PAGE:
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### Complex Numbers - Finding Values

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Date: 02/13/99 at 05:30:20
From: T. Wilson
Subject: Complex Numbers - Finding Values

Just a couple of questions I'm having difficulty with:

1) If (a + ib)^2 = 3 + 4i where a and b are real, find the values of
a and b.

2) Show that if a + bi is a root of a quadratic equation with real
coefficients, then the quadratic equation must have form
k(x^2 - 2ax + [a^2 + b^2] = 0, where K does not equal 0.

3) a + ai is a root of x^2 - 6x + b = 0.  Explain why b has two
possible values.  Find a in each case.

Thanks.
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Date: 02/13/99 at 08:53:06
From: Doctor Mitteldorf
Subject: Re: Complex Numbers - Finding Values

Dear Mr. Wilson,

The only trick here is not to get spooked by the word "imaginary."
There's nothing difficult or mysterious here. You just follow the
algebra in a straightforward way.

1) What is the square (a+ib)?  Multiply it out to get a^2 - b^2 + 2abi.
That has to be equal to 3 + 4i. The only way to do this is to have the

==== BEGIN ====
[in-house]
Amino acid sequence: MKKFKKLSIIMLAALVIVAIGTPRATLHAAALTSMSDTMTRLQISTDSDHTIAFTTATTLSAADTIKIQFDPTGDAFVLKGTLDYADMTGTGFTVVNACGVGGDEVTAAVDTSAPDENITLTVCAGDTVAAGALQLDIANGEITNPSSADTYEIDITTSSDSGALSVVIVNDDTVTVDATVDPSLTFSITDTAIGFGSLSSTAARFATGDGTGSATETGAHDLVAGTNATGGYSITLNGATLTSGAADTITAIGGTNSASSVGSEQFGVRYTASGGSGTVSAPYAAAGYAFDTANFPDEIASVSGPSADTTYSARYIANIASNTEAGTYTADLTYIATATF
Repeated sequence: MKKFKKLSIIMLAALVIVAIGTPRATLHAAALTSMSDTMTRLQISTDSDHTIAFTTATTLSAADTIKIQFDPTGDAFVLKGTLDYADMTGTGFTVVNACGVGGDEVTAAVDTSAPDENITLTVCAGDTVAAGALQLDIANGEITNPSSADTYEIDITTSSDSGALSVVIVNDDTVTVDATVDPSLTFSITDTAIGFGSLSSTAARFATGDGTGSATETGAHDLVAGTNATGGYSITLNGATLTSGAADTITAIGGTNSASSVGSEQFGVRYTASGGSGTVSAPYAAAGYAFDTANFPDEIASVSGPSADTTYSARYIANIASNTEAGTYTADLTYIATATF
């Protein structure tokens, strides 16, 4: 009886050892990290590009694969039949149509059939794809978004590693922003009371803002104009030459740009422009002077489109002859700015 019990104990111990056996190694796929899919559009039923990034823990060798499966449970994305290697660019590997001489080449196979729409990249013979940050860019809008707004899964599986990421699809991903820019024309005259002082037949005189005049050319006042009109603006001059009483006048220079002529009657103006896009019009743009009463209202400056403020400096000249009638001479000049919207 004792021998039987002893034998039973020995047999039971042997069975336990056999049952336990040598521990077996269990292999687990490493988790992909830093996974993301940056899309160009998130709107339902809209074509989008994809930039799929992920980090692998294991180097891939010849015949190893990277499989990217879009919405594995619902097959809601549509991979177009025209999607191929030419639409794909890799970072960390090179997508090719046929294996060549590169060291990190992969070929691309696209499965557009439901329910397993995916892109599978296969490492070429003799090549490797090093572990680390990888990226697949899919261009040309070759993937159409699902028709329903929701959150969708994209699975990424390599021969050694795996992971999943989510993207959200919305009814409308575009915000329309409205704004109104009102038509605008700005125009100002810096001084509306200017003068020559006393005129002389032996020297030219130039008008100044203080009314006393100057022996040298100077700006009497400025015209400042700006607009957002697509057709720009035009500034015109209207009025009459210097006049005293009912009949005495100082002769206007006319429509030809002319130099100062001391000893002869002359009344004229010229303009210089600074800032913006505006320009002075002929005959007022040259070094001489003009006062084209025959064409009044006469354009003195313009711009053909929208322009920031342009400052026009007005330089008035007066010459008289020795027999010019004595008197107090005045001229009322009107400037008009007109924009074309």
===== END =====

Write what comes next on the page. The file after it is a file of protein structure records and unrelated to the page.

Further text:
a^2+b^2 be the 3 and the 2ab be the 4. These are two equations with two
unknowns. Solve them in the usual way.

2) Just keep the definitions straight, and translate what they're
Substitute x = a+bi into that, and you have k(a^2+b^2+2abi) + B(a+bi) +
C = 0. They tell you that A and B are real, so the imaginary part of
the equation must be zero: k*(2ab) + Bb = 0. Can you take it from here?

3) Substitute x = a+ai into the equation x^2 - 6x + b = 0 and make the
one complex equation into two real equations by saying that both the
imaginary and real parts are zero. Solve the two equations
simultaneously for a and b, and see what happens.

- Doctor Mitteldorf, The Math Forum
http://mathforum.org/dr.math/
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Associated Topics:
High School Imaginary/Complex Numbers

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